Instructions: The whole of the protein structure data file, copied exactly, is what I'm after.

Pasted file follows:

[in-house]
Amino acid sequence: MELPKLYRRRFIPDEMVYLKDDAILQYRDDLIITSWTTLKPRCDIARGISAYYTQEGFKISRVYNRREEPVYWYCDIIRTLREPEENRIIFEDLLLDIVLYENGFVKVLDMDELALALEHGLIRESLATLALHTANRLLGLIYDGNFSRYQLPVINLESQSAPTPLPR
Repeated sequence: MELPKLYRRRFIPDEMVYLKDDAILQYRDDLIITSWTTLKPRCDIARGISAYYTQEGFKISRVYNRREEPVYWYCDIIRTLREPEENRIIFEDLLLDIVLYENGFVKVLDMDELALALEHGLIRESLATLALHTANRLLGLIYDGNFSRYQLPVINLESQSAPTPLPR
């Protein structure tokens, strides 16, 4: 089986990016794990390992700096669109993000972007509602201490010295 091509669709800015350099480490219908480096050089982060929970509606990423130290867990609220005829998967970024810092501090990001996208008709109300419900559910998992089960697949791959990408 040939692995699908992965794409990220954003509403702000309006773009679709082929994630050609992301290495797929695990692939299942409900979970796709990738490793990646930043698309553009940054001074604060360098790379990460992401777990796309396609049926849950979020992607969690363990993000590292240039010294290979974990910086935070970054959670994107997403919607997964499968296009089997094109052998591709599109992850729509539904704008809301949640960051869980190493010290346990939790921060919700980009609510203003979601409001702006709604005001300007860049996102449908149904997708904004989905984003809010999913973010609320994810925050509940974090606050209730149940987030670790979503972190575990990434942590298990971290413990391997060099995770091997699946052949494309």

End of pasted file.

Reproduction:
[in-house]
Amino acid sequence: MELPKLYRRRFIPDEMVYLKDDAILQYRDDLIITSWTTLKPRCDIARGISAYYTQEGFKISRVYNRREEPVYWYCDIIRTLREPEENRIIFEDLLLDIVLYENGFVKVLDMDELALALEHGLIRESLATLALHTANRLLGLIYDGNFSRYQLPVINLESQSAPTPLPR
Repeated sequence: MELPKLYRRRFIPDEMVYLKDDAILQYRDDLIITSWTTLKPRCDIARGISAYYTQEGFKISRVYNRREEPVYWYCDIIRTLREPEENRIIFEDLLLDIVLYENGFVKVLDMDELALALEHGLIRESLATLALHTANRLLGLIYDGNFSRYQLPVINLESQSAPTPLPR
């Protein structure tokens, strides 16, 4: 089986990016794990390992700096669109993000972007509602201490010295 091509669709800015350099480490219908480096050089982060929970509606990423130290867990609220005829998967970024810092501090990001996208008709109300419900559910998992089960697949791959990408 040939692995699908992965794409990220954003509403702000309006773009679709082929994630050609992301290495797929695990692939299942409900979970796709990738490793990646930043698309553009940054001074604060360098790379990460992401777990796309396609049926849950979020992607969690363990993000590292240039010294290979974990910086935070970054959670994107997403919607997964499968296009089997094109052998591709599109992850729509539904704008809301949640960051869980190493010290346990939790921060919700980009609510203003979601409001702006709604005001300007860049996102449908149904997708904004989905984003809010999913973010609320994810925050509940974090606050209730149940987030670790979503972190575990990434942590298990971290413990391997060099995770091997699946052949494309």